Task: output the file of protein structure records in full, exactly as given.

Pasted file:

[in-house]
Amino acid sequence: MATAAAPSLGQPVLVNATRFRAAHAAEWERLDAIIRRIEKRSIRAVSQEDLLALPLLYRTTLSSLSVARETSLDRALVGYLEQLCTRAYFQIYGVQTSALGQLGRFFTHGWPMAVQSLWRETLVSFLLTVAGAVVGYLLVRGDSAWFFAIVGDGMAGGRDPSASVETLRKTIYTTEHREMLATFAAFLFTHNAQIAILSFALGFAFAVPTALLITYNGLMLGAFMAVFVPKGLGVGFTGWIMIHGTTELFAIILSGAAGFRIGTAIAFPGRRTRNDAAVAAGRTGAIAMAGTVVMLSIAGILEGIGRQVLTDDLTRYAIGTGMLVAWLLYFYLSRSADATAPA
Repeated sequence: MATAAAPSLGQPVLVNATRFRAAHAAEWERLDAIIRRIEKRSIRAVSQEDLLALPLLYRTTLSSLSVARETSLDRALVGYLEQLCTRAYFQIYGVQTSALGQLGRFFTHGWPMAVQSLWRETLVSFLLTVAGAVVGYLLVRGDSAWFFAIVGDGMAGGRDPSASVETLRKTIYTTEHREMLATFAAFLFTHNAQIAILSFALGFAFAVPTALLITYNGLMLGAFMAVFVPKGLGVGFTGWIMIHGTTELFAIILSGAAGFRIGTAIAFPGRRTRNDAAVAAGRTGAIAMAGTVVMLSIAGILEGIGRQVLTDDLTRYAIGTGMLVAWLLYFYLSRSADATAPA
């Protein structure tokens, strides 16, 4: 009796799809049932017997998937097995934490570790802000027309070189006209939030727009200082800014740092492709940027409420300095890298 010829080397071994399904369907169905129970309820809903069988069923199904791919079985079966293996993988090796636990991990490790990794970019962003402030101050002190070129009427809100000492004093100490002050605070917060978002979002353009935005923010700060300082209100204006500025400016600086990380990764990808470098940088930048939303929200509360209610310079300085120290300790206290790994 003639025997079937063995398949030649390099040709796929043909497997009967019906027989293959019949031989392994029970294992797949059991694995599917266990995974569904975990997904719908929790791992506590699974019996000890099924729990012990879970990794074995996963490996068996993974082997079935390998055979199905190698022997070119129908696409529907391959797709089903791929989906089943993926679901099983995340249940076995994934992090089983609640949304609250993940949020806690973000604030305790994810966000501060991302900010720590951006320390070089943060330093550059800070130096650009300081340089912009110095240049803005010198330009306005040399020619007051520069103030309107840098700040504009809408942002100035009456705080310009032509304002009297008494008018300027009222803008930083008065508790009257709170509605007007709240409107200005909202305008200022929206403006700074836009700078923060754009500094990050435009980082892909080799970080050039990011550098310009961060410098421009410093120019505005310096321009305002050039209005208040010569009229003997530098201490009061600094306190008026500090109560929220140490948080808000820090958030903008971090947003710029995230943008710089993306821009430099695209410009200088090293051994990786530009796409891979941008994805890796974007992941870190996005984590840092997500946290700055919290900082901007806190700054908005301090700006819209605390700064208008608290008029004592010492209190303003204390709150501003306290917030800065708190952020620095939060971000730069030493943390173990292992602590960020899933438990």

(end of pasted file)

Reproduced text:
[in-house]
Amino acid sequence: MATAAAPSLGQPVLVNATRFRAAHAAEWERLDAIIRRIEKRSIRAVSQEDLLALPLLYRTTLSSLSVARETSLDRALVGYLEQLCTRAYFQIYGVQTSALGQLGRFFTHGWPMAVQSLWRETLVSFLLTVAGAVVGYLLVRGDSAWFFAIVGDGMAGGRDPSASVETLRKTIYTTEHREMLATFAAFLFTHNAQIAILSFALGFAFAVPTALLITYNGLMLGAFMAVFVPKGLGVGFTGWIMIHGTTELFAIILSGAAGFRIGTAIAFPGRRTRNDAAVAAGRTGAIAMAGTVVMLSIAGILEGIGRQVLTDDLTRYAIGTGMLVAWLLYFYLSRSADATAPA
Repeated sequence: MATAAAPSLGQPVLVNATRFRAAHAAEWERLDAIIRRIEKRSIRAVSQEDLLALPLLYRTTLSSLSVARETSLDRALVGYLEQLCTRAYFQIYGVQTSALGQLGRFFTHGWPMAVQSLWRETLVSFLLTVAGAVVGYLLVRGDSAWFFAIVGDGMAGGRDPSASVETLRKTIYTTEHREMLATFAAFLFTHNAQIAILSFALGFAFAVPTALLITYNGLMLGAFMAVFVPKGLGVGFTGWIMIHGTTELFAIILSGAAGFRIGTAIAFPGRRTRNDAAVAAGRTGAIAMAGTVVMLSIAGILEGIGRQVLTDDLTRYAIGTGMLVAWLLYFYLSRSADATAPA
């Protein structure tokens, strides 16, 4: 009796799809049932017997998937097995934490570790802000027309070189006209939030727009200082800014740092492709940027409420300095890298 010829080397071994399904369907169905129970309820809903069988069923199904791919079985079966293996993988090796636990991990490790990794970019962003402030101050002190070129009427809100000492004093100490002050605070917060978002979002353009935005923010700060300082209100204006500025400016600086990380990764990808470098940088930048939303929200509360209610310079300085120290300790206290790994 003639025997079937063995398949030649390099040709796929043909497997009967019906027989293959019949031989392994029970294992797949059991694995599917266990995974569904975990997904719908929790791992506590699974019996000890099924729990012990879970990794074995996963490996068996993974082997079935390998055979199905190698022997070119129908696409529907391959797709089903791929989906089943993926679901099983995340249940076995994934992090089983609640949304609250993940949020806690973000604030305790994810966000501060991302900010720590951006320390070089943060330093550059800070130096650009300081340089912009110095240049803005010198330009306005040399020619007051520069103030309107840098700040504009809408942002100035009456705080310009032509304002009297008494008018300027009222803008930083008065508790009257709170509605007007709240409107200005909202305008200022929206403006700074836009700078923060754009500094990050435009980082892909080799970080050039990011550098310009961060410098421009410093120019505005310096321009305002050039209005208040010569009229003997530098201490009061600094306190008026500090109560929220140490948080808000820090958030903008971090947003710029995230943008710089993306821009430099695209410009200088090293051994990786530009796409891979941008994805890796974007992941870190996005984590840092997500946290700055919290900082901007806190700054908005301090700006819209605390700064208008608290008029004592010492209190303003204390709150501003306290917030800065708190952020620095939060971000730069030493943390173990292992602590960020899933438990």